Syrian refugees walk along a road in Serbia, August 24, in an increasingly desperate journey to western Europe.
(photo credit: MARKO DJURICA / REUTERS)
With all the questions about how Europe should deal with the Syrian refugee crisis hitting its shores, one Holocaust refugee says that the Syrian refugees should be welcomed in wholeheartedly as he was 77 years ago.
Leslie Baruch Brent, a professor emeritus in immunology, was just a child when his parents sent him to live at a Jewish orphanage in Berlin to escape the unbearable anti-Semitism in the small German town where they lived. After three years at the orphanage and with the situation becoming grim for the Jews of Europe, the director of the orphanage selected Brent, originally named Lothar Baruch, and a few other boys to join the Kindertransport, which sent 10,000 children from around Europe to Britain during World War II.
Now with a desperate situation facing refugees fleeing the civil war in Syria, Brent says Europe has a duty to let in the refugees.
Holocaust refugee: We owe it to mankind to allow Syrian refugees into Britain
"We owe this to mankind to help the unfortunate people who are desperate and whose plight we are to some extent to blame for," he said in reference to the Iraq War, which he claimed lead to the creation of Islamic State.
Brent compared the situation to Britain's treatment of Jewish children during the Second World War, in which Prime Minister Neville Chamberlain gave mass visas to children in order for the Kindertransport to be possible. This generosity, he said, was what saved him from joining the fate of his family who stayed in Germany, who he later found out were murdered in the woods of Riga, Latvia by Nazi gunfire in October 1942.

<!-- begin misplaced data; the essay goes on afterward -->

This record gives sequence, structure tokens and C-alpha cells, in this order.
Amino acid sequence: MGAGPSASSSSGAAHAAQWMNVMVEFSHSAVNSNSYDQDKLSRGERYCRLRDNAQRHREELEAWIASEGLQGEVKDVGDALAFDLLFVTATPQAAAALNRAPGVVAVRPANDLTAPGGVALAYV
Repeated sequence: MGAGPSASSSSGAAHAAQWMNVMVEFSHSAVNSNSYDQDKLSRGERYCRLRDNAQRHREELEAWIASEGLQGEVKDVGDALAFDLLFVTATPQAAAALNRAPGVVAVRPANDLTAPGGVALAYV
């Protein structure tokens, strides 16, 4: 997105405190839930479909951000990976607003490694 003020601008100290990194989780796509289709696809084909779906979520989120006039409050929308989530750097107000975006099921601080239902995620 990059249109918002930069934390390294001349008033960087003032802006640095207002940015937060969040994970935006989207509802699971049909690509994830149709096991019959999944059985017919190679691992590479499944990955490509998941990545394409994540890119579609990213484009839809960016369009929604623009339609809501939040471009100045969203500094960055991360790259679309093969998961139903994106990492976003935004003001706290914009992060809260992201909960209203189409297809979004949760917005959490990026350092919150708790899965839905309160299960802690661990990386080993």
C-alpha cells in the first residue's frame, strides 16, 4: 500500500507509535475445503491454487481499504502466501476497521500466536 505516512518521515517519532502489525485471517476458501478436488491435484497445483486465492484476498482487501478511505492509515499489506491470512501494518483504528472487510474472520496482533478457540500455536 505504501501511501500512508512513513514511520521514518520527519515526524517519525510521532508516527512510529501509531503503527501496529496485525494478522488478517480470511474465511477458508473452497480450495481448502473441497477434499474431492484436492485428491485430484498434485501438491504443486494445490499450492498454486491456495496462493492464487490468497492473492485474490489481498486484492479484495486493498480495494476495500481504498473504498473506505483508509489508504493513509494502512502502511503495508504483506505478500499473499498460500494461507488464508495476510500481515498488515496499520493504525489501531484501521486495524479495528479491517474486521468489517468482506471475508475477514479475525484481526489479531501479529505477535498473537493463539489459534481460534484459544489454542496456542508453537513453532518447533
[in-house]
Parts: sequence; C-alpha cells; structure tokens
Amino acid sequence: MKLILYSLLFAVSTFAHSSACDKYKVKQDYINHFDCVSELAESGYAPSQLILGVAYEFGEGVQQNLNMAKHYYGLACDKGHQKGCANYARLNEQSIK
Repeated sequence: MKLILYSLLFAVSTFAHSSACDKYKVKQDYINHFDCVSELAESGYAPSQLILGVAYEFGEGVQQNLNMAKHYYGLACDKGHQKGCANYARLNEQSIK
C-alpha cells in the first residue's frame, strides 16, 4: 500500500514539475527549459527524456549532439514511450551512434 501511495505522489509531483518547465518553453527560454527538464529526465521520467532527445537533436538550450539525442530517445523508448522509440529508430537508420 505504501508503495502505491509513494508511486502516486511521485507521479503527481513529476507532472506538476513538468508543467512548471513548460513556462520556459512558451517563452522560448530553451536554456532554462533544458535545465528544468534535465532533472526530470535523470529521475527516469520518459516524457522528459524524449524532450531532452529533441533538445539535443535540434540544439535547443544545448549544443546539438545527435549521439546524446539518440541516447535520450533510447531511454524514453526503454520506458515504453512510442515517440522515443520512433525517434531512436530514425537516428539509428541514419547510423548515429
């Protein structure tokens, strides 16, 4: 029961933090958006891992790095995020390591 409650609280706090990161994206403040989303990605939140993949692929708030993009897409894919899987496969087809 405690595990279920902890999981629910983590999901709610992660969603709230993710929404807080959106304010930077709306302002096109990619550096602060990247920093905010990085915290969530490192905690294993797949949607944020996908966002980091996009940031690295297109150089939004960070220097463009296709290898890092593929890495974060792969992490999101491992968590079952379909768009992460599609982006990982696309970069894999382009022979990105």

So far, Brent described the British treatment of the refugee situation as "horrendously negative and selfish" and criticized the way Europe as a whole has handled the situation. "Europe has a responsibility to help refugees," he said.
Germany's recent welcoming of Syrian refugees into their country was described by Brent as a shining example of how other countries should handle the situation. The country has an open-door policy regarding refugees. Over the past weekend alone, 20,000 people arrived, with thousands more coming by the day. A number of other countries have followed suit, including France, which announced Monday it would take in 24,000 refugees. Austria
has permitted 4,000 refugees to enter its country as well.
An EU plan
is hoping to redistribute the 120,000 asylum seekers arriving at the shores of Greece, Italy and Hungary
Brent noted, however, that each child in the Kindertransport had to pay £50, which was meant to pay for an eventual return trip to their home countries.
In regards to fears that refugees from Syria will add to the problem of Islamic extremism taking hold in Europe, Brent said that it is something that will happen with our without the added refugees.
"Extremists who want to get into Britain or other countries like France or Germany, will get there anyway," he said. "I think 99.9 percent of Syrian refugees are genuine refugees who are trying to escape from the horrendous life in their home countries, whose families have been decimated or left behind."
"They're just desperate people and when you have people like that, you have to help them."